>> that's the call she got. the other case, an earlier mers patient from saudi arabia, riyadh, to london, to chicago. on american airlines. we know that happened on an american airlines flight before taking a bus to indian that. we do know that health officials say the risk of infection, being passed from passenger to passenger to passenger extremely low on the flights. but they want to take all necessary precautions. they're reaching out to all those people on board the flight. the most recent mers patient in orlando. >> renee marsh, thank you so much. the cdc is still learning about the mers virus. first reported in saudi arabia in 2012. this graph shows the number of worldwide cases. there was a sudden explosion in cases last month. these numbers with not complete for april or this month.
let's bring in the head of mers response activities for the cdc. dr. david swerdlow. the patient in the florida case traveled from saudi arabia on may 1st. the case was not reported until may 11th. everybody he came in contact with is still in the potential incubation period, correct? >> that's right. we think it's about five days. but it's up to about 14 days. we're watching people for a full 14 days. >> are you concerned we could see an explosion of cases in the u.s. over the incubation period? or is this a question of caution and health officials being overly cautious. just because we don't want to take chances. >> i think you said it perfectly. we don't want to take chances with the virus. we don't know how it's transmitted exactly. we're not taking any chances.
we're monitoring everybody. we're asking everybody to take temperatures, call the health department if they get sick. at the end of the 14 days, we would like a blood sample to see if anybody was inflected. we're not taking any chances. it doesn't mean we think people are at high risk. we don't want to take any chances. >> the chance of spreading this is generally low unless you're a health care worker with a mers patient or a spouse, somebody who would be in close contact with that patient. but, a professor at harvard raised concerns about mers possibly be able to mutate into something much more serious. >> we have been monitor for changes in the virus all along. so far, no changes. we're watching for any chance there could be evidence of sustained human to human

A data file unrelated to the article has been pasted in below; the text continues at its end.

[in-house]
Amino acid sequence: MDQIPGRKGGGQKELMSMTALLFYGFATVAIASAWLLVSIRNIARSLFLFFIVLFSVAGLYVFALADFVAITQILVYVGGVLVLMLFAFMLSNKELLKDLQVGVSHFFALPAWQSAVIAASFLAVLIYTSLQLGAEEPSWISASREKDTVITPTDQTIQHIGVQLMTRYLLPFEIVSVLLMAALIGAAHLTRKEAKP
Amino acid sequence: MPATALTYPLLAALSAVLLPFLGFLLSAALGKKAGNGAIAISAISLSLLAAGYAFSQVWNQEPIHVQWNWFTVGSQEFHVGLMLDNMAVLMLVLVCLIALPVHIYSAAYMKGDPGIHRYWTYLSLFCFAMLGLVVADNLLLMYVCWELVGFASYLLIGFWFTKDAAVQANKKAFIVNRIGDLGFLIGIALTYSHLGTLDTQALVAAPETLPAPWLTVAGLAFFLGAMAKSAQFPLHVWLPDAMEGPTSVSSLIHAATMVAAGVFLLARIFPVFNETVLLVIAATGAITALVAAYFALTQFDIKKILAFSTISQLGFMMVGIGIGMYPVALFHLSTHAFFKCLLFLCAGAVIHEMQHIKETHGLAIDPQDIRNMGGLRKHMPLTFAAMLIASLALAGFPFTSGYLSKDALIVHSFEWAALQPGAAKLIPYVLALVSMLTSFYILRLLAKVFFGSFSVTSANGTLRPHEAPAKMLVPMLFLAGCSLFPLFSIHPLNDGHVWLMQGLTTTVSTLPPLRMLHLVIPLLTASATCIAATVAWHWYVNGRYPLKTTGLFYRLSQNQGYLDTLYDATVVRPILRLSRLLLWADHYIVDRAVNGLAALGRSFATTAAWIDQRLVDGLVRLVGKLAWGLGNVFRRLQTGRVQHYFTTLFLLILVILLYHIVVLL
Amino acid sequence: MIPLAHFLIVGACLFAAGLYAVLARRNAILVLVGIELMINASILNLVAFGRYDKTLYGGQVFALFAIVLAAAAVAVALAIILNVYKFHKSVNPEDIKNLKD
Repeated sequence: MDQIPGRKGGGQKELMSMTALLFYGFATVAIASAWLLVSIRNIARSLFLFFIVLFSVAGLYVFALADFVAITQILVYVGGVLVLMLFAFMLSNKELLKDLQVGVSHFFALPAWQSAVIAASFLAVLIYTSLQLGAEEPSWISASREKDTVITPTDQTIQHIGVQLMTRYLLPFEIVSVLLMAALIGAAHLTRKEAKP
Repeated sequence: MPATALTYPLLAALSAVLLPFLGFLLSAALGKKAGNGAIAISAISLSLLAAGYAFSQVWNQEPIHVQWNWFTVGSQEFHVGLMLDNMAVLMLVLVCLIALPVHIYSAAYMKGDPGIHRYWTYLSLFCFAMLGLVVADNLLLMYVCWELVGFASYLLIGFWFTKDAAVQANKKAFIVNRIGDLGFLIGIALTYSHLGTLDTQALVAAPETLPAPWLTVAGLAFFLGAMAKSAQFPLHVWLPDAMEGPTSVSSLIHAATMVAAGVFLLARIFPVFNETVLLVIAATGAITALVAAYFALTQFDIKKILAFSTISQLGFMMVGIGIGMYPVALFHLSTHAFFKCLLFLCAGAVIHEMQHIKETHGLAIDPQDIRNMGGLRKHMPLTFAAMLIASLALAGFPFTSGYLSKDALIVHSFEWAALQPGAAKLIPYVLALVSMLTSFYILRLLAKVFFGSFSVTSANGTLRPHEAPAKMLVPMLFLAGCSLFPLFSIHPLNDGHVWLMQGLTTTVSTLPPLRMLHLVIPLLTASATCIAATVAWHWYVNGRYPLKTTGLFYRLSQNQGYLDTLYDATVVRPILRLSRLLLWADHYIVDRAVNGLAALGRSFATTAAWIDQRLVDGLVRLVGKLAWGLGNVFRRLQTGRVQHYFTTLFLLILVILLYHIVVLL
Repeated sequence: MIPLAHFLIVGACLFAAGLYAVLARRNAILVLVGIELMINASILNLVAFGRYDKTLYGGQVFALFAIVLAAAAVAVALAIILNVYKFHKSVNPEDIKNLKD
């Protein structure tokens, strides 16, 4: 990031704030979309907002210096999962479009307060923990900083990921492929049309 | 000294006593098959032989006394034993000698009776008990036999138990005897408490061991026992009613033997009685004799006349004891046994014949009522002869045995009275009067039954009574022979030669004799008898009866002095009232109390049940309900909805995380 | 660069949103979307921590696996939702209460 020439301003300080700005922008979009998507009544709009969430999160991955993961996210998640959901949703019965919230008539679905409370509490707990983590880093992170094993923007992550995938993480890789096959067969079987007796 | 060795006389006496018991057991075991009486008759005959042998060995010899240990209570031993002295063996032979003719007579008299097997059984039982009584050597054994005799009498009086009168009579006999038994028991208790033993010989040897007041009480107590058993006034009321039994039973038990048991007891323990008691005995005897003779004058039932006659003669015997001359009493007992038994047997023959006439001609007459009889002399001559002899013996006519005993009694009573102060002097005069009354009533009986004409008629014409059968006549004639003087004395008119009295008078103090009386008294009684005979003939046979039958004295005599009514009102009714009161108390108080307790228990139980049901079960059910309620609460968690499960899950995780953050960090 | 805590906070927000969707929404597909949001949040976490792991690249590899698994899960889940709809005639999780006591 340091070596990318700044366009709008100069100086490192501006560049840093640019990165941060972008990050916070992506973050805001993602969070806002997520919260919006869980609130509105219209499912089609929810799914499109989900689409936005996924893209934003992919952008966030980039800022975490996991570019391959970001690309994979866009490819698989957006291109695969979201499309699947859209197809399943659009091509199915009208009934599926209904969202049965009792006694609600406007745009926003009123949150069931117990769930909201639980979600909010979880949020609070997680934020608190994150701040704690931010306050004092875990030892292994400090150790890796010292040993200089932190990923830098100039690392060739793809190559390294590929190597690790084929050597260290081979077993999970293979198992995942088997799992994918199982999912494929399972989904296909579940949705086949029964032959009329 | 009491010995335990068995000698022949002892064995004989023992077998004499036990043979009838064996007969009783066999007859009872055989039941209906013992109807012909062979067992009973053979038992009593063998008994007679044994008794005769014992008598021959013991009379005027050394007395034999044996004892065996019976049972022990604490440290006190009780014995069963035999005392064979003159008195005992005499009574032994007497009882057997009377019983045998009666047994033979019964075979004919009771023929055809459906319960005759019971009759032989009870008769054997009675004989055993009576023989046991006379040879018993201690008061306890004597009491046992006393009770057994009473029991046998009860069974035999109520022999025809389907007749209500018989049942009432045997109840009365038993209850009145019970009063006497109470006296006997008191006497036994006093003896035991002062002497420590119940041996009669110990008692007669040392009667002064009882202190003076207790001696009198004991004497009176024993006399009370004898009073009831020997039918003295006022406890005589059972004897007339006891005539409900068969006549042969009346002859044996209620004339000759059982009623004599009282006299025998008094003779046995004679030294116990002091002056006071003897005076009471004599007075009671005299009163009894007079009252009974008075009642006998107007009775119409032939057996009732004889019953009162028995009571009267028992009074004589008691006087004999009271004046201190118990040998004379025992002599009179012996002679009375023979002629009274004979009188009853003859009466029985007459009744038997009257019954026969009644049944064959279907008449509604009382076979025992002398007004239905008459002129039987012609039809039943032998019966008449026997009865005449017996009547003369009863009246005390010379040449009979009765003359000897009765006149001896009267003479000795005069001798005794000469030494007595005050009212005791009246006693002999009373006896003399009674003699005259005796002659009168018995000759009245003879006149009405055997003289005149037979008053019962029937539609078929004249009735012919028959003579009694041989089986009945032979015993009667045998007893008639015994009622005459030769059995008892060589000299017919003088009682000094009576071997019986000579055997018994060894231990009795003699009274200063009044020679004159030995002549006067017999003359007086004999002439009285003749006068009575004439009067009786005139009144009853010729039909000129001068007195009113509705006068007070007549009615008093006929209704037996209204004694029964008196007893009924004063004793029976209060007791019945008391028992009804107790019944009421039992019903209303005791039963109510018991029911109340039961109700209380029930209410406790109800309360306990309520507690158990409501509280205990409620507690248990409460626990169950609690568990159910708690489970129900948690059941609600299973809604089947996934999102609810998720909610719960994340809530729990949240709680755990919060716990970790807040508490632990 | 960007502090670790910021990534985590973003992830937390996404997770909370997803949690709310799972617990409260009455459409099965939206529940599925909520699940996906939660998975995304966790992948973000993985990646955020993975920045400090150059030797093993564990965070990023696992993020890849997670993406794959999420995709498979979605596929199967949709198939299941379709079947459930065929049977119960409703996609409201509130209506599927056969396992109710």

transmission. t that would be the marker that something has changed. we have been very vigilant. we've done sequencing. looked at the genetic code of the virus. there doesn't appear to be changes recently. that makes us feel better. we're always monitoring and vigilant and watching. >> put this in perspective. the world health organization is not declaring this a global health emergency. what does it take to be one? >> thai saying it might not meet the kree tier ya of a global health emergency. they're not saying they're not concerned. they're just as concerned as we are. and just as vigilant. they're interested in making sure countries identify cases. make sure the cases are treated in such way they prevent the ongoing spread of the disease. make sure we learn more about the virus.
how it's spread. what the risk factors are. it doesn't meet the criteria but that doesn't mean they're not concerned. returning to the story at the top of the show. fires forcing 11,000 people to evacuate in the san diego area. let's go to paul vercammen. what are you seeing, paul? >> well, you can see right now, flame. an active flank of flame on the southern edge of the fire. a fire captain is using a road flare to set a backfire to cut off the advance. we're on the southern flank. one house burn sod far in san diego county. if we can pan around just to the right here, you'll see what we call a california conservation crew, an inmate crew actively digging out fire lines here to protect the neighborhood off to the north. another wall of flame coming up right here. go ahead and turn right here, if you could, please.
at 12:00, this is where they're making the stand. this is a fairly new community. a lot of houses with red tile roofs and stucco. a good sign for them. when the fire can spread through burning embers, you have a whole lot less to catch. it's a grund fight right now. captain miller, a quick question. can you talk to us about your strategy? >> right now, we're trying to put in a fire break between what is actively burning and not burning to stop the fire from advancing toward the houses. >> i realize it's difficult on the inside looking out. do you know how many homes we have lost? >> i have no idea. right now, the fire is in the drainages. it's running. we have erratic winds. low humidity. down into the single digits. we're being handed a severe bad hand right now in fighting the fire. >> reporter: well, that bad hand, of course is the wind, the heat, the dry, dry, dry